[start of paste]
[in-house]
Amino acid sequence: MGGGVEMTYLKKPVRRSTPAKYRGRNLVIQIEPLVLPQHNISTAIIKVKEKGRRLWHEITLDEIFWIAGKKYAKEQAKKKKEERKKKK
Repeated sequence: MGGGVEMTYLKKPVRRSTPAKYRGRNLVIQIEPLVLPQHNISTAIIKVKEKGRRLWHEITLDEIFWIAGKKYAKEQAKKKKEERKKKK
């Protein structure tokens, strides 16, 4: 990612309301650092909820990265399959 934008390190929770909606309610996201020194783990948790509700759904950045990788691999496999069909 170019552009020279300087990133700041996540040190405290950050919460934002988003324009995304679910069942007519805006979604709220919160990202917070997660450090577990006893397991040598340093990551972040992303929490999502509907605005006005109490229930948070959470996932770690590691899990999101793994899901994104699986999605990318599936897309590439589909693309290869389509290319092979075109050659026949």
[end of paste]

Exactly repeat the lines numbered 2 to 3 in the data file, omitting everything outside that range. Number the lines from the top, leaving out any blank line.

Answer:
Amino acid sequence: MGGGVEMTYLKKPVRRSTPAKYRGRNLVIQIEPLVLPQHNISTAIIKVKEKGRRLWHEITLDEIFWIAGKKYAKEQAKKKKEERKKKK
Repeated sequence: MGGGVEMTYLKKPVRRSTPAKYRGRNLVIQIEPLVLPQHNISTAIIKVKEKGRRLWHEITLDEIFWIAGKKYAKEQAKKKKEERKKKK